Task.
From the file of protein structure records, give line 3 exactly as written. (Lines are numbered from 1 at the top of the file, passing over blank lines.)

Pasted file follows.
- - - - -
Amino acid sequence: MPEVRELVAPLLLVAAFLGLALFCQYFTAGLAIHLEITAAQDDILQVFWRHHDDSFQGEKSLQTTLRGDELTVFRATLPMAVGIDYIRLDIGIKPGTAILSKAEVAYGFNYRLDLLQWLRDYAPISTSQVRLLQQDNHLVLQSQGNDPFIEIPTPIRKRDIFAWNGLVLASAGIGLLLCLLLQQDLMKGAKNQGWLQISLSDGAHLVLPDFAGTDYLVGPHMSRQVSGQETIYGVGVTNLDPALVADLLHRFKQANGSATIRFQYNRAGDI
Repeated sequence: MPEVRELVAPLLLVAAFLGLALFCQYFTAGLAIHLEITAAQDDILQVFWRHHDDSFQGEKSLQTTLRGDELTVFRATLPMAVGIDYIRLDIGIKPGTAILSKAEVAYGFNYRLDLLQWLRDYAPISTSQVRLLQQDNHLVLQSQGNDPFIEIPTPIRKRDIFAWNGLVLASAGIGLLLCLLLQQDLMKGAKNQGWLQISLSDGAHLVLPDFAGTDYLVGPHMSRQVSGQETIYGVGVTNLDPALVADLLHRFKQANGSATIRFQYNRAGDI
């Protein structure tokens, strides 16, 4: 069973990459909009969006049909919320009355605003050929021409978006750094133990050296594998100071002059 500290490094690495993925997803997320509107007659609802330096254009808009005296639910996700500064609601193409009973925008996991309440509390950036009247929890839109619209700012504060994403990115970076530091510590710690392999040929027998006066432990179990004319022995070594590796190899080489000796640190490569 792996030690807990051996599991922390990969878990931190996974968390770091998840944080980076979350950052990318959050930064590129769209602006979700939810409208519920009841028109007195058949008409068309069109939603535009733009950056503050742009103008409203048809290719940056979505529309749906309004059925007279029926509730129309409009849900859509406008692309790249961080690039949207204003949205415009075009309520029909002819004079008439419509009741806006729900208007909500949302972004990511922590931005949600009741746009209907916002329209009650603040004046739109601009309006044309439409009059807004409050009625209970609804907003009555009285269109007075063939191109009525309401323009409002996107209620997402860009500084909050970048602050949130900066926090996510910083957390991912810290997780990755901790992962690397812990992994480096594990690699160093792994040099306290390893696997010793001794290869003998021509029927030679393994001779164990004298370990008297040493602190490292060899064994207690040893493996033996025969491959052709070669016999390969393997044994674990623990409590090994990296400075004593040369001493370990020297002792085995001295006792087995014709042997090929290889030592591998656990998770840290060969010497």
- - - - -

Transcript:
């Protein structure tokens, strides 16, 4: 069973990459909009969006049909919320009355605003050929021409978006750094133990050296594998100071002059 500290490094690495993925997803997320509107007659609802330096254009808009005296639910996700500064609601193409009973925008996991309440509390950036009247929890839109619209700012504060994403990115970076530091510590710690392999040929027998006066432990179990004319022995070594590796190899080489000796640190490569 792996030690807990051996599991922390990969878990931190996974968390770091998840944080980076979350950052990318959050930064590129769209602006979700939810409208519920009841028109007195058949008409068309069109939603535009733009950056503050742009103008409203048809290719940056979505529309749906309004059925007279029926509730129309409009849900859509406008692309790249961080690039949207204003949205415009075009309520029909002819004079008439419509009741806006729900208007909500949302972004990511922590931005949600009741746009209907916002329209009650603040004046739109601009309006044309439409009059807004409050009625209970609804907003009555009285269109007075063939191109009525309401323009409002996107209620997402860009500084909050970048602050949130900066926090996510910083957390991912810290997780990755901790992962690397812990992994480096594990690699160093792994040099306290390893696997010793001794290869003998021509029927030679393994001779164990004298370990008297040493602190490292060899064994207690040893493996033996025969491959052709070669016999390969393997044994674990623990409590090994990296400075004593040369001493370990020297002792085995001295006792087995014709042997090929290889030592591998656990998770840290060969010497």